This web page contains a large set of three-dimensional molecular models, which can be rotated and enlarged by the user. Included are models of carbon in three forms, 8 metals, 6 non-metals, hydrocarbons, tetrahedrals, acids, alcohols, esters, ethers, proteins, organic structures, saccharides, and more. By using the mouse to rotate images, students can readily see the molecular geometry in the positions of the constituent atoms. Right click to zoom up to 800%, view element symbols and atomic numbers, measure the structure, or highlight the bonds in a customized color choice.
Editor's Note: Be sure not to miss the additional materials in this large collection. Author Mark Bishop also created two textbooks in introductory chemistry (available in free digital format), Power Point presentations for teachers, tutorials, student guides, and more.
3D, atoms, matter, molecular chains, molecular models, molecular structure, molecules, states of matter
Metadata instance created
May 2, 2011
by Caroline Hall
October 3, 2013
by Caroline Hall
AAAS Benchmark Alignments (2008 Version)
4. The Physical Setting
4D. The Structure of Matter
6-8: 4D/M1a. All matter is made up of atoms, which are far too small to see directly through a microscope.
6-8: 4D/M1b. The atoms of any element are like other atoms of the same element, but are different from the atoms of other elements.
6-8: 4D/M1cd. Atoms may link together in well-defined molecules, or may be packed together in crystal patterns. Different arrangements of atoms into groups compose all substances and determine the characteristic properties of substances.
9-12: 4D/H7b. An enormous variety of biological, chemical, and physical phenomena can be explained by changes in the arrangement and motion of atoms and molecules.
9-12: 4D/H8. The configuration of atoms in a molecule determines the molecule's properties. Shapes are particularly important in how large molecules interact with others.
11. Common Themes
6-8: 11B/M1. Models are often used to think about processes that happen too slowly, too quickly, or on too small a scale to observe directly. They are also used for processes that are too vast, too complex, or too dangerous to study.
6-8: 11D/M3. Natural phenomena often involve sizes, durations, and speeds that are extremely small or extremely large. These phenomena may be difficult to appreciate because they involve magnitudes far outside human experience.
12. Habits of Mind
12C. Manipulation and Observation
6-8: 12C/M3. Make accurate measurements of length, volume, weight, elapsed time, rates, and temperature by using appropriate devices.
Next Generation Science Standards
Matter and Its Interactions (MS-PS1)
Students who demonstrate understanding can: (6-8)
Develop models to describe the atomic composition of simple molecules and extended structures. (MS-PS1-1)
Disciplinary Core Ideas (K-12)
Structure and Properties of Matter (PS1.A)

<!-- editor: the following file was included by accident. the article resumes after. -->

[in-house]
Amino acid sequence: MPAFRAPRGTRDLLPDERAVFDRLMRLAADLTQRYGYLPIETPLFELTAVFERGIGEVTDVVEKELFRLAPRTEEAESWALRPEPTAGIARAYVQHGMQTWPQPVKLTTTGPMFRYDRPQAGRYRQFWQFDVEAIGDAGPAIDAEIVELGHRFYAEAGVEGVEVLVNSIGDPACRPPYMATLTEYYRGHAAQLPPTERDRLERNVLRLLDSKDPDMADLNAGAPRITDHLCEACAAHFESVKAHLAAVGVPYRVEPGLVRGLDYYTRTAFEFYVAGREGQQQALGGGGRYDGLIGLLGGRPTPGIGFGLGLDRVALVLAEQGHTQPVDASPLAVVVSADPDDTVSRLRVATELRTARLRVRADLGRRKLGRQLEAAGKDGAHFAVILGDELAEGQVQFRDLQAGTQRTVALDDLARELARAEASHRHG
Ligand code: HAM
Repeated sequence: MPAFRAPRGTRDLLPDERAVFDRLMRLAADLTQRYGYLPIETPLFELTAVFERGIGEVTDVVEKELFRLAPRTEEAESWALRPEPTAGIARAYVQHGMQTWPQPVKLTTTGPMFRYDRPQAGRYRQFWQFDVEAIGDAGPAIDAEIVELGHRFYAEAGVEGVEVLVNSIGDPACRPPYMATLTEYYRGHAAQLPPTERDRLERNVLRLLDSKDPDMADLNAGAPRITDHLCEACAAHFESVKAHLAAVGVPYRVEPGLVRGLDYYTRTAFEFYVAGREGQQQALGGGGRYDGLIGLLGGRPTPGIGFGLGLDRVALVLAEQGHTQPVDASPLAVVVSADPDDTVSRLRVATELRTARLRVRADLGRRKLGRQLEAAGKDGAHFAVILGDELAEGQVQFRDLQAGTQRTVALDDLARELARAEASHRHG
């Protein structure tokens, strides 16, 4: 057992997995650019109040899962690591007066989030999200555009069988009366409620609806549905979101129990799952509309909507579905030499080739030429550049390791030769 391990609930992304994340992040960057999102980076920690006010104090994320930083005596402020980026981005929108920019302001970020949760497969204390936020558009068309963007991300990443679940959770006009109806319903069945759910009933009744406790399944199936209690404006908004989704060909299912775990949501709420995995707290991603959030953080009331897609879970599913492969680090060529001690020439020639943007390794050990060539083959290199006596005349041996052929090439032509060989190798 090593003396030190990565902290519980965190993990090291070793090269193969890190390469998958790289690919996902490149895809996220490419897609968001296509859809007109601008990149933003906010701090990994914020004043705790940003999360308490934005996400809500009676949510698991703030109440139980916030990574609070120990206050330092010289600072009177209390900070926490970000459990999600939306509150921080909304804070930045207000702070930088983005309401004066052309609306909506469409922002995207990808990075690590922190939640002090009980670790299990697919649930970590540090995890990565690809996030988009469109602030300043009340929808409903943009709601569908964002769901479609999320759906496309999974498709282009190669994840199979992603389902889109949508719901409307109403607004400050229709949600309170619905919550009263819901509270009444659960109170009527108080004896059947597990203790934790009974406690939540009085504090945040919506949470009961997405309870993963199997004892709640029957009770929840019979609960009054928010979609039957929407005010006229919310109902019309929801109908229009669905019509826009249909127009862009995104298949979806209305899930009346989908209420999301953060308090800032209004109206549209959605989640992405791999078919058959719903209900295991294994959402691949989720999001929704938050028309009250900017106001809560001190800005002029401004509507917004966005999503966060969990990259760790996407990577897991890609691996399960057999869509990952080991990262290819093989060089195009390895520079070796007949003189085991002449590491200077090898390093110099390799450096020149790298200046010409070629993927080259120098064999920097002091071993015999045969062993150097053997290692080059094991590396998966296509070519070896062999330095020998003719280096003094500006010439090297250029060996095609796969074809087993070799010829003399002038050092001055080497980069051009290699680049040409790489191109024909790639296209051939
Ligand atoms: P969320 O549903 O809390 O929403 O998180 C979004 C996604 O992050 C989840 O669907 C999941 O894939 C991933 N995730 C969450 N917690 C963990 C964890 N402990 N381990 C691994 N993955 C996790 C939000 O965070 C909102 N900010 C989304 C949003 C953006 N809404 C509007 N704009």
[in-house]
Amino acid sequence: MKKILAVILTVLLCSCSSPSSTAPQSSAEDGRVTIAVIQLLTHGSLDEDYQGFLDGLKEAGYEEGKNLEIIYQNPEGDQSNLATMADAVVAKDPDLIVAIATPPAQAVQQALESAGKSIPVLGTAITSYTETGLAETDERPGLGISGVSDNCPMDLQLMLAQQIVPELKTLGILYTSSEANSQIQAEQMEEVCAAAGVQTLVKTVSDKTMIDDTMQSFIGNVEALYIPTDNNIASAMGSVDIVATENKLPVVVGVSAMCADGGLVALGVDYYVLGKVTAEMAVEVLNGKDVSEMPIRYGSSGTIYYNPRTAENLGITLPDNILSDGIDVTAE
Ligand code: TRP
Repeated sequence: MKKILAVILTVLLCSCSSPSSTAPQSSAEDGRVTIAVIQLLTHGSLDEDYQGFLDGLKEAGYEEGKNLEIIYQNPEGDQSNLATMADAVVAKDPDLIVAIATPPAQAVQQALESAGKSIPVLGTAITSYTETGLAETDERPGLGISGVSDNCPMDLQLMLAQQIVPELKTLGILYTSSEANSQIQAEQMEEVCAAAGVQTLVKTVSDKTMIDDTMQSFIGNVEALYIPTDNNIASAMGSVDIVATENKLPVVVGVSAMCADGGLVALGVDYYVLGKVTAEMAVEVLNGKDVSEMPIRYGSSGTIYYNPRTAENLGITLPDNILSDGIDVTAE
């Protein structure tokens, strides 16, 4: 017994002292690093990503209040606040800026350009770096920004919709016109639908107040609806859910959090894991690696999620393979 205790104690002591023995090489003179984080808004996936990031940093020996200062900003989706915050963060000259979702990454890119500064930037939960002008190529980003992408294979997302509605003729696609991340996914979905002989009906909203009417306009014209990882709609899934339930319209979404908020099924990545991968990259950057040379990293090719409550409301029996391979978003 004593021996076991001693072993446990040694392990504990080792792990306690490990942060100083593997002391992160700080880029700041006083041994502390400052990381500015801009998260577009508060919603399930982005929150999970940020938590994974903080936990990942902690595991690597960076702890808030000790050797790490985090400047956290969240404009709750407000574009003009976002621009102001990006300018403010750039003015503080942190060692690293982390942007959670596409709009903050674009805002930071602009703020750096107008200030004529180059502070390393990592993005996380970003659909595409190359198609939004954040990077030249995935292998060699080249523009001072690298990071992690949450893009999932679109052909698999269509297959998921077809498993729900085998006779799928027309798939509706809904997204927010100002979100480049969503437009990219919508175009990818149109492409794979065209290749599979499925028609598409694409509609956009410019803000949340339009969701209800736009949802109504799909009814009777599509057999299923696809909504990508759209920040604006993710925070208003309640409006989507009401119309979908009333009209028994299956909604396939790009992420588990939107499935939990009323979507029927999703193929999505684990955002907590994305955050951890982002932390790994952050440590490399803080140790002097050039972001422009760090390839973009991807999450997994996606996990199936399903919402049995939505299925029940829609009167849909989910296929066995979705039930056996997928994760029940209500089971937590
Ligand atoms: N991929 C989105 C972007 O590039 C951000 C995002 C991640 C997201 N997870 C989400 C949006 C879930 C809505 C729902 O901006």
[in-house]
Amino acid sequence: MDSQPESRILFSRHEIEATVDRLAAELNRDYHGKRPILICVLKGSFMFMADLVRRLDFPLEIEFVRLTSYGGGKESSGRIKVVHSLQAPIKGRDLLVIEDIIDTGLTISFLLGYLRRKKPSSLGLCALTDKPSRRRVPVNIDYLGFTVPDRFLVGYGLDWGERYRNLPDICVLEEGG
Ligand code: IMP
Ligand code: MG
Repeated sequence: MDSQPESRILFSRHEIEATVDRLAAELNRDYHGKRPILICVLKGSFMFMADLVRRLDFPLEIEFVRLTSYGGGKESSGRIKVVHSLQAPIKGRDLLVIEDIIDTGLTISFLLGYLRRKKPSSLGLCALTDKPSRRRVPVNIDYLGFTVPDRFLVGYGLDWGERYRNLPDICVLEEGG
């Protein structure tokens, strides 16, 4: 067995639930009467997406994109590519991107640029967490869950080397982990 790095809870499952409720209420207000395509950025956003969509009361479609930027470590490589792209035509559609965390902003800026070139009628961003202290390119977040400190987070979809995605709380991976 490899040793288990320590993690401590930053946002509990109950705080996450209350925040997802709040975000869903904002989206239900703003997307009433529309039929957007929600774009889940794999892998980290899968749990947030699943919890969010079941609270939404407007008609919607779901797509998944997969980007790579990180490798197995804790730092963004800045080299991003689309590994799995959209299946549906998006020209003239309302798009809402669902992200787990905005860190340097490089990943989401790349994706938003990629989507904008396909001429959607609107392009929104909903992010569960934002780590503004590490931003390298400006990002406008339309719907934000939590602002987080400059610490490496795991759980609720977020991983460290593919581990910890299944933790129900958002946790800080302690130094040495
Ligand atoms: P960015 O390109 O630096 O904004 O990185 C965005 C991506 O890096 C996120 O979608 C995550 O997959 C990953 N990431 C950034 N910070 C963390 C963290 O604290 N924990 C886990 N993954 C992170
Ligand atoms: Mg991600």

Substances are made from different types of atoms, which combine with one another in various ways. Atoms form molecules that range in size from two to thousands of atoms. (6-8)
Types of Interactions (PS2.B)
Attraction and repulsion between electric charges at the atomic scale explain the structure, properties, and transformations of matter, as well as the contact forces between material objects. (9-12)
Crosscutting Concepts (K-12)
Macroscopic patterns are related to the nature of microscopic and atomic-level structure. (6-8)
Graphs and charts can be used to identify patterns in data. (6-8)
Different patterns may be observed at each of the scales at which a system is studied and can provide evidence for causality in explanations of phenomena. (9-12)
Scale, Proportion, and Quantity (3-12)
Time, space, and energy phenomena can be observed at various scales using models to study systems that are too large or too small. (6-8)
Using the concept of orders of magnitude allows one to understand how a model at one scale relates to a model at another scale. (9-12)
Structure and Function (K-12)
Complex and microscopic structures and systems can be visualized, modeled, and used to describe how their function depends on the shapes, composition, and relationships among its parts, therefore complex natural structures/systems can be analyzed to determine how they function. (6-8)
Common Core State Standards for Mathematics Alignments
Standards for Mathematical Practice (K-12)
MP.7 Look for and make use of structure.
High School — Geometry (9-12)
Geometric Measurement and Dimension (9-12)
G-GMD.4 Identify the shapes of two-dimensional cross-sections of three-dimensional objects, and identify three-dimensional objects generated by rotations of two-dimensional objects.
Modeling with Geometry (9-12)
G-MG.1 Use geometric shapes, their measures, and their properties to describe objects (e.g., modeling a tree trunk or a human torso as a cylinder).?
%0 Electronic Source %A Bishop, Mark %D 2010 %T An Introduction to Chemistry: Molecular Structures %V 2015 %N 31 March 2015 %9 text/html %U http://preparatorychemistry.com/Bishop_Molecules.htm
Disclaimer: ComPADRE offers citation styles as a guide only. We cannot offer interpretations about citations as this is an automated procedure. Please refer to the style manuals in the Citation Source Information area for clarifications.